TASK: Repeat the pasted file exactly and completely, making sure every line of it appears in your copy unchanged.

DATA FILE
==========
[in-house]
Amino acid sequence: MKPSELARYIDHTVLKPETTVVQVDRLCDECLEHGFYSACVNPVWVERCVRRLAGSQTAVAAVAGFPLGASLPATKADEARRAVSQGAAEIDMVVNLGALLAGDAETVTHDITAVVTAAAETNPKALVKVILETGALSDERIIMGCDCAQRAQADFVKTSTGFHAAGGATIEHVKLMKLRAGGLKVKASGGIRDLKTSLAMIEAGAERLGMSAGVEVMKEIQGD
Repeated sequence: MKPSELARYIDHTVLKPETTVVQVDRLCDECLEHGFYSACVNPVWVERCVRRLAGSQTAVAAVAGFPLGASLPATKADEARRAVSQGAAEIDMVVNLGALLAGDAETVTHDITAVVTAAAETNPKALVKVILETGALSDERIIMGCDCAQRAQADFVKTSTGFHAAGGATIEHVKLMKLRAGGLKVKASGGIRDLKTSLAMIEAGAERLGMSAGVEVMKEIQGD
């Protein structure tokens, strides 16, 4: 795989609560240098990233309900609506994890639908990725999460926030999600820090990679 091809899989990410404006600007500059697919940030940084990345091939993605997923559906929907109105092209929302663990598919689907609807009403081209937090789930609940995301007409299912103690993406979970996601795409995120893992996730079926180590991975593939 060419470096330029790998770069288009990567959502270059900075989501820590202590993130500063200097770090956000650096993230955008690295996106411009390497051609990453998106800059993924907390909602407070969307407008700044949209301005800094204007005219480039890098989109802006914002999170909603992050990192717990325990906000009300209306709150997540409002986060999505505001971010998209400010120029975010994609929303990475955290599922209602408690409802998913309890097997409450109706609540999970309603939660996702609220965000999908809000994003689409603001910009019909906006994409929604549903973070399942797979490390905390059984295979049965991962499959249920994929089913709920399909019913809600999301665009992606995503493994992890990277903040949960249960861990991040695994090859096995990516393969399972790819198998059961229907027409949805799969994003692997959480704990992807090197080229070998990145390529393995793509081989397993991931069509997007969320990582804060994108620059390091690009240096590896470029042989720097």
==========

[in-house]
Amino acid sequence: MKPSELARYIDHTVLKPETTVVQVDRLCDECLEHGFYSACVNPVWVERCVRRLAGSQTAVAAVAGFPLGASLPATKADEARRAVSQGAAEIDMVVNLGALLAGDAETVTHDITAVVTAAAETNPKALVKVILETGALSDERIIMGCDCAQRAQADFVKTSTGFHAAGGATIEHVKLMKLRAGGLKVKASGGIRDLKTSLAMIEAGAERLGMSAGVEVMKEIQGD
Repeated sequence: MKPSELARYIDHTVLKPETTVVQVDRLCDECLEHGFYSACVNPVWVERCVRRLAGSQTAVAAVAGFPLGASLPATKADEARRAVSQGAAEIDMVVNLGALLAGDAETVTHDITAVVTAAAETNPKALVKVILETGALSDERIIMGCDCAQRAQADFVKTSTGFHAAGGATIEHVKLMKLRAGGLKVKASGGIRDLKTSLAMIEAGAERLGMSAGVEVMKEIQGD
């Protein structure tokens, strides 16, 4: 795989609560240098990233309900609506994890639908990725999460926030999600820090990679 091809899989990410404006600007500059697919940030940084990345091939993605997923559906929907109105092209929302663990598919689907609807009403081209937090789930609940995301007409299912103690993406979970996601795409995120893992996730079926180590991975593939 060419470096330029790998770069288009990567959502270059900075989501820590202590993130500063200097770090956000650096993230955008690295996106411009390497051609990453998106800059993924907390909602407070969307407008700044949209301005800094204007005219480039890098989109802006914002999170909603992050990192717990325990906000009300209306709150997540409002986060999505505001971010998209400010120029975010994609929303990475955290599922209602408690409802998913309890097997409450109706609540999970309603939660996702609220965000999908809000994003689409603001910009019909906006994409929604549903973070399942797979490390905390059984295979049965991962499959249920994929089913709920399909019913809600999301665009992606995503493994992890990277903040949960249960861990991040695994090859096995990516393969399972790819198998059961229907027409949805799969994003692997959480704990992807090197080229070998990145390529393995793509081989397993991931069509997007969320990582804060994108620059390091690009240096590896470029042989720097």